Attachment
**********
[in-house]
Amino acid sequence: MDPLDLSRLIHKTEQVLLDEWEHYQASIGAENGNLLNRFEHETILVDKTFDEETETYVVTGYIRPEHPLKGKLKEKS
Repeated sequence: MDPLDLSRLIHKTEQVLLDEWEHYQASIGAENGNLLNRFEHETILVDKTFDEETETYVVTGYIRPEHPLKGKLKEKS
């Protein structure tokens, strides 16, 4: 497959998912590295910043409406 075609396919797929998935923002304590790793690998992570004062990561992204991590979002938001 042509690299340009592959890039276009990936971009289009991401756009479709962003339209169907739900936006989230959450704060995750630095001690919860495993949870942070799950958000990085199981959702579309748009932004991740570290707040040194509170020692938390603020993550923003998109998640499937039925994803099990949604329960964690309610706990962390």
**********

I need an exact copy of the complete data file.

[in-house]
Amino acid sequence: MDPLDLSRLIHKTEQVLLDEWEHYQASIGAENGNLLNRFEHETILVDKTFDEETETYVVTGYIRPEHPLKGKLKEKS
Repeated sequence: MDPLDLSRLIHKTEQVLLDEWEHYQASIGAENGNLLNRFEHETILVDKTFDEETETYVVTGYIRPEHPLKGKLKEKS
């Protein structure tokens, strides 16, 4: 497959998912590295910043409406 075609396919797929998935923002304590790793690998992570004062990561992204991590979002938001 042509690299340009592959890039276009990936971009289009991401756009479709962003339209169907739900936006989230959450704060995750630095001690919860495993949870942070799950958000990085199981959702579309748009932004991740570290707040040194509170020692938390603020993550923003998109998640499937039925994803099990949604329960964690309610706990962390």